Silbury Hill, Wiltshire

Silbury Hill stands out in the landscape like nothing else. The largest man-made mound in Europe, we encountered it as we left Avebury. You couldn’t miss it. That it was made around 2500BC is doubly impressive. It was dated by the broken antler picks left behind by its builders – that means it was built around the same time as Egypt’s pyramids. And to this day it remains a mystery.

Silbury Hill

Silbury Hill

It stopped me in my tracks so that despite the rain I just had to stop and grab a photo. One thing I found remarkable is that although I was probably close to a mile away (1.6km) on a road leading over an adjacent hill I saw an indent near the top which suggested that a previous top – now a terrace-like feature – would have placed the hill top at that time in direct line with the horizon line from where I was standing. That is some serious engineering and surveying!

It was long assumed to be a larger version of the burial barrows in the district – but no burial chamber has been found despite three tunnels being dug through its centre.

  • The first tunnel was built in 1776 by a team of miners hired by the Duke of Northumberland and Colonel Drax. They sank a shaft from the top of the hill.
  • Then came an Archeological Institute dig arranged by Dean Mereweather in 1849. This tunnel went in from the side.
  • And finally, in 1968 the BBC and Cardiff University dug another tunnel close to the second one.

Assuming it was a burial chamber for a great chief, they were each chasing treasure – hopefully on an impressive scale. But to date none has been found.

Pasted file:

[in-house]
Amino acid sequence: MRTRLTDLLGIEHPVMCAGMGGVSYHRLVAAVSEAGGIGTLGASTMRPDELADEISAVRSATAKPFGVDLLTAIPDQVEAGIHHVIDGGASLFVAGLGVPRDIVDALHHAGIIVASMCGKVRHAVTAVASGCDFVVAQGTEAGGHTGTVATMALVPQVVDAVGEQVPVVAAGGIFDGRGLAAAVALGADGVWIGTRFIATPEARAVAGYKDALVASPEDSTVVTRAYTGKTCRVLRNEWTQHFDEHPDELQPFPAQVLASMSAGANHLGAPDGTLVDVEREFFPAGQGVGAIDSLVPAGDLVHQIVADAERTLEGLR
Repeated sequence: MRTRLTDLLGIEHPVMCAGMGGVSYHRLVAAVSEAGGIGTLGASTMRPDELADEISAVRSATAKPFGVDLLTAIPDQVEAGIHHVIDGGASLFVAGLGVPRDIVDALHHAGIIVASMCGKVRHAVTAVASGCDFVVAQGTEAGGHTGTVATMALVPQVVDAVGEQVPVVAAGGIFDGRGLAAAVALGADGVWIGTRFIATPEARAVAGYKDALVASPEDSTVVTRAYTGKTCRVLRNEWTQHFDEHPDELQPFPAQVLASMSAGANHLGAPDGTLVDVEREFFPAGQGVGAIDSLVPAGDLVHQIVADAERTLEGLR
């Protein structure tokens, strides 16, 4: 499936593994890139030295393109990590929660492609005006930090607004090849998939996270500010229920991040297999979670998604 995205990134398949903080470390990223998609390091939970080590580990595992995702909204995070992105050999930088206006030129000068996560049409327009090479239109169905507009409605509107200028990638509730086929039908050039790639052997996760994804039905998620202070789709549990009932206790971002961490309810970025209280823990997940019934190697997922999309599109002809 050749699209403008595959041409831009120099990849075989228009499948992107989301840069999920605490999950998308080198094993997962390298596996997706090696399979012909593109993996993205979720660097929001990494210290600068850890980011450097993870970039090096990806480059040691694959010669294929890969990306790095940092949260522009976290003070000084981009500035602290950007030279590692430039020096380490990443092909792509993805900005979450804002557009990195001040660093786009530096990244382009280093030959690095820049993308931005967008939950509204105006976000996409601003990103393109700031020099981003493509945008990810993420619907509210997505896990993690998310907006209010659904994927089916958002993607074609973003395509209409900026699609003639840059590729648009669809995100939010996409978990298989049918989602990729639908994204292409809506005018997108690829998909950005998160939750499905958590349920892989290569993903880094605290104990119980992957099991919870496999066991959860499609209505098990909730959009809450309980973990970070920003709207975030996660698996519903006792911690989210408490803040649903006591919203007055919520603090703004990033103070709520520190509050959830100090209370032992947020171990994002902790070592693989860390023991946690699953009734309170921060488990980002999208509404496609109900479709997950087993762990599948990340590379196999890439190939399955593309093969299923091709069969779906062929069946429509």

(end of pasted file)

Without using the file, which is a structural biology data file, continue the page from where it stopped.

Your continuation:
What has been discovered is how it was built. First a layer of gravel covered in soil and surrounded by a ditch. The hill was raised several times, with each successive phase filling in the ditch and recutting in around the new base.

Today the base covers more than two hectares – 5 acres – and as the hill was enlarged, the soil was stabilised with sarsen boulders from the district incorporated into the soil.

Unfortunately, there is no public access to the site as it is unstable – in 2000 a portion collapsed into the first tunnel which had not been properly filled in.

But as a triumph of human ingenuity and tenacity to build something greater than themselves, the Silbury Hill is an impressive piece of work.


What I used of my Travel sketch kit on my trip

As I was packing for our trip I shared a photos of my sketching travel kit I had put together and promised that when I returned I would tell readers what of the art materials I packed I actually used. You may want to refresh your memory. You will  in this post photos and listed the items of what I took.

Travel journal I used on my tripFirstly for my travel journals I took 2 Daler Rowney sketchbooks of 150 gsm cartridge paper, that are landscape format. I was a little worried that I was being over ambitious as we were away 9 weeks in all. I needn’t of worried as I filled those two and went on to a  third sketchbook that I purchased in Paris. It is a hard bound Canson 5.5 X 8 inch sketchbook that has 100gsm paper in it. To be honest I found this a better sketch book to use on the road. It was smaller and easier to carry about and the actual area it took up when opened out was less which meant I could write and draw in more compact spaces.

If you want to see a video of a flip through the pages of the first journal here is the link. In the next week or so I will video the other two books and share the page spreads with readers.